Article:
For the past eight decades, Alta Ski Area has provided a unique and authentic skiing experience nestled atop Little Cottonwood Canyon
Utah’s Alta Ski Area is often referred to as a "skier’s mountain." It’s one out of three ski-only areas in the United States, and for the past eight decades, it’s provided a unique and authentic skiing experience. Generations of skiers have been coming to this ski haven nestled atop Little Cottonwood Canyon within the Wasatch Mountain Range for its quality deep powder, beautiful mountain scenery, and unfailing snowfall year after year.
January 15th, 2019 marked the 80th anniversary of Alta's opening day. It was officially designated a ski area in 1938 with the construction of the second ski chairlift in the western U.S. (a couple years after Idaho’s installation in Sun Valley). This was in part thanks to the Salt Lake Winter Sports Association (later known as the Alta Ski Lifts Company) and a group of local businessmen who raised $10,000 for the project.
Collins lift circa 1939. The original Collins lift opened on January 15th, 1939. Skiers were charged 25 cents per lift ride. | Photo: Alta Historical Society
However, it’s the years and events that took place prior to Alta’s establishment as a ski area that helped define what it has become for skiers today. In 1935, world-champion skier Alf Engen (the namesake of Alta’s ski school, which he helped establish) explored Alta’s slopes on behalf of the U.S. Forest Service to scout potential winter sports sites. His recommendations to the U.S. Forest Service ultimately sparked the catalyst for Alta’s development as a future ski area. The following year, a road to Alta was constructed using an old railroad bed.
In 1937, George H. Watson who had been buying old mining claims in the area gave up 700 acres of his deeds to the U.S. Forest Service for recreational use. Another 900 acres was then contributed by Wasatch Mines owner William O’Connor. Both of these events finally allowed the U.S. Forest Service to approve Alta as a designated ski area to the Winter Sports Association.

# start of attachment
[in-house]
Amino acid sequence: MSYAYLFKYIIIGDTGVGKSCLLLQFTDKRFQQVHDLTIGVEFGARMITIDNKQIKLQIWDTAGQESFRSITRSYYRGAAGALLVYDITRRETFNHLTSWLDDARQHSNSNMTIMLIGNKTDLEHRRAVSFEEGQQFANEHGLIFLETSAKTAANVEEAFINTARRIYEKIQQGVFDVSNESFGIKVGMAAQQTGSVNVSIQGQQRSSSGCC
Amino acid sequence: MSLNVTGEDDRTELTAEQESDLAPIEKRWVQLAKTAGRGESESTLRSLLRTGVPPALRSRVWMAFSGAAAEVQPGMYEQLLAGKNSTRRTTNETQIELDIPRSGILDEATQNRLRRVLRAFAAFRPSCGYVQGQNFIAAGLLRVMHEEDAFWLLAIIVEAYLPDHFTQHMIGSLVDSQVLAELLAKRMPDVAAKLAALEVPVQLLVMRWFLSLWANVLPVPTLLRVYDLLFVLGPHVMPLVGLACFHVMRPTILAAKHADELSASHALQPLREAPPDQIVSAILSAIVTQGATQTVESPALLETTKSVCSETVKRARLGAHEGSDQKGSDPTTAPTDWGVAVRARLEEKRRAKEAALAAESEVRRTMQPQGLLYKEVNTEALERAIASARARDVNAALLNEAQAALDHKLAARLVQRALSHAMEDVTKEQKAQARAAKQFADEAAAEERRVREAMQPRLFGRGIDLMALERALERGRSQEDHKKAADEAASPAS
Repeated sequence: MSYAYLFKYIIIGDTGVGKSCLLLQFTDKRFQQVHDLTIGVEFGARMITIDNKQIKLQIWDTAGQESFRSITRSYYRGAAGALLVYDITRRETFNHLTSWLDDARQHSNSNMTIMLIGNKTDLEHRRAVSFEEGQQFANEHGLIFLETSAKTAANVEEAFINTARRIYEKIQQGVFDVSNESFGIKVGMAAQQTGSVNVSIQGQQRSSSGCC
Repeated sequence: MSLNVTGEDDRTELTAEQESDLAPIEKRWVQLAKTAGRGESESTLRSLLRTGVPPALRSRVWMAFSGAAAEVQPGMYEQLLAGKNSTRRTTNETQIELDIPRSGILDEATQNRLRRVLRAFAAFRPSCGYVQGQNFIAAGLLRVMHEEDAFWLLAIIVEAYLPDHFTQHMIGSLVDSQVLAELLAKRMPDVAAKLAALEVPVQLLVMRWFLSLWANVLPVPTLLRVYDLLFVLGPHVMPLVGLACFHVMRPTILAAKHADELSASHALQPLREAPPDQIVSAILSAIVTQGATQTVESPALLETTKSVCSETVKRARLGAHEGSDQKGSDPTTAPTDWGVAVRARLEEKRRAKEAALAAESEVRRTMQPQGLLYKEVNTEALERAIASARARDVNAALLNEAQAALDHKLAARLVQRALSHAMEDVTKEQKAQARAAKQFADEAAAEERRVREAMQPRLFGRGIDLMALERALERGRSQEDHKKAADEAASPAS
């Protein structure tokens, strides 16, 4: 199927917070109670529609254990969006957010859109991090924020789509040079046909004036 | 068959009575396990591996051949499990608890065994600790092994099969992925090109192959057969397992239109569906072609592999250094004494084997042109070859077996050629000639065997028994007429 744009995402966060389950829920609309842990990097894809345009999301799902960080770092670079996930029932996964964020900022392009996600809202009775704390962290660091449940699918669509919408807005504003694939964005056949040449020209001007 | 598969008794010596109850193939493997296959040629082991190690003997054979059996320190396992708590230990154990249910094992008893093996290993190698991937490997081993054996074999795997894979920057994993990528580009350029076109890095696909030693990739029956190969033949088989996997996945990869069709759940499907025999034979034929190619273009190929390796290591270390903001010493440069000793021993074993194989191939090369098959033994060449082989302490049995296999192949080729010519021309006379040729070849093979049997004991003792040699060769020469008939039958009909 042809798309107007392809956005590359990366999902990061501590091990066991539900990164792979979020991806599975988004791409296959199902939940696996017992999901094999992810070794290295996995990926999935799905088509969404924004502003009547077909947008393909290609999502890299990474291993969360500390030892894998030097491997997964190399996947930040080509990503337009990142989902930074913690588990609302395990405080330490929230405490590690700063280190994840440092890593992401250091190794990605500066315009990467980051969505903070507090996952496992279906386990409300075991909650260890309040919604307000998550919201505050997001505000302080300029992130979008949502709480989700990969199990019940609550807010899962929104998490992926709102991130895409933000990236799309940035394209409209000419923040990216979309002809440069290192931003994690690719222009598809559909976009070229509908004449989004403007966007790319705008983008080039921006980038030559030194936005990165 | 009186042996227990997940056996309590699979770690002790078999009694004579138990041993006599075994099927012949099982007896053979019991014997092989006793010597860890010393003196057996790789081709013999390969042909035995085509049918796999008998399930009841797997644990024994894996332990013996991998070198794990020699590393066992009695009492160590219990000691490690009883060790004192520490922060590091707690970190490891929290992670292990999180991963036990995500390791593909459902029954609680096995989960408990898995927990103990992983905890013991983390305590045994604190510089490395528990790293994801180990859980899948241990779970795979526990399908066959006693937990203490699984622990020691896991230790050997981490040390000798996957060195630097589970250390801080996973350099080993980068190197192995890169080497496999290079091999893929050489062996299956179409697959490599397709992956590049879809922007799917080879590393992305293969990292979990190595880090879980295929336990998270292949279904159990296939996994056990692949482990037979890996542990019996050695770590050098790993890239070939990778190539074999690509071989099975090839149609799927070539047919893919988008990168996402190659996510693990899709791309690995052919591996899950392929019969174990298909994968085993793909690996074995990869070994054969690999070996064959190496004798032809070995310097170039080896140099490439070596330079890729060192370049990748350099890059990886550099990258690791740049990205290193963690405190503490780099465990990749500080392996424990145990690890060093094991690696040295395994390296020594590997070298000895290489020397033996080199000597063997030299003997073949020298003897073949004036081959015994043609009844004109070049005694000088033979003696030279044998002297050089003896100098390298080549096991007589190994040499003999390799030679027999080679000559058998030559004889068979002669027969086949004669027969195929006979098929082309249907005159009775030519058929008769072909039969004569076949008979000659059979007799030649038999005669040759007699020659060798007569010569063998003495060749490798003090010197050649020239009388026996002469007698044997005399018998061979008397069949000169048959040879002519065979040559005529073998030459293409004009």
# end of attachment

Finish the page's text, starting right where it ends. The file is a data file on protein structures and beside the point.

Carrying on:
Alta Peruvian Lodge circa 1949 | Photo: Alta Historical Society
From its unassuming beginnings, Alta has continued to grow. In 1960, the Alta Ski Area was enlarged to accommodate the growing popularity of skiing. "By 1970, Alta recorded 92 full-time residents and was incorporated as a town in order to become eligible for federal government funds," explains Connie Marshall, the director of marketing for Alta Ski Area and one of the longtime residents of Alta dating back to the mid-1970s. “The incorporation brought with it the formulation of an overall master plan for future development of all surrounding private lands.”
But the expansion into private lands didn’t stop there. It spilled over into neighboring ski resorts as well. During the 2001-2002 ski season, Alta partnered with neighboring Snowbird Ski Resort to offer a lift ticket and season pass that gave access to both resorts. This meant skiers had access to a total of 4,700 acres of skiing terrain and 26 chairlifts. Since this combo move, Alta-Snowbird was named the top ski destination in North America five years in a row by Skiing Magazine.
Despite the growth, though, for more than 80 years Alta has remained true to its original purpose and statement: To provide authentic skiing experiences in a natural mountain environment. "A commitment to the pure sport of skiing has been unchanged," Marshall says. “Some describe the experience as no-frills, but it actually is an experience in which, organically, the various leaders of Alta’s evolution have held by the same tenant—preserve the quality of the skiing experience.”
That’s been the key to Alta’s decades-long success. It’s about paying attention to the small details that make a significant difference, such as capacity on the mountain, the number of ski lifts, and being thoughtful about where those lifts take skiers and how fast they deliver them on the mountain. While it’s a legendary leader in Utah’s skiing, Alta is anything but elitist, as it welcomes newcomers of all levels and ages. Countless Utah residents learned to ski here, and now bring their kids here to do the same.
When asked what makes Alta a successful ski resort that people keep returning to over the years, Marshall replies, "Our care and respect for this place," she says. “The unparalleled beauty at the top of Little Cottonwood Canyon. Our loyal skiers. Our fierce independence.”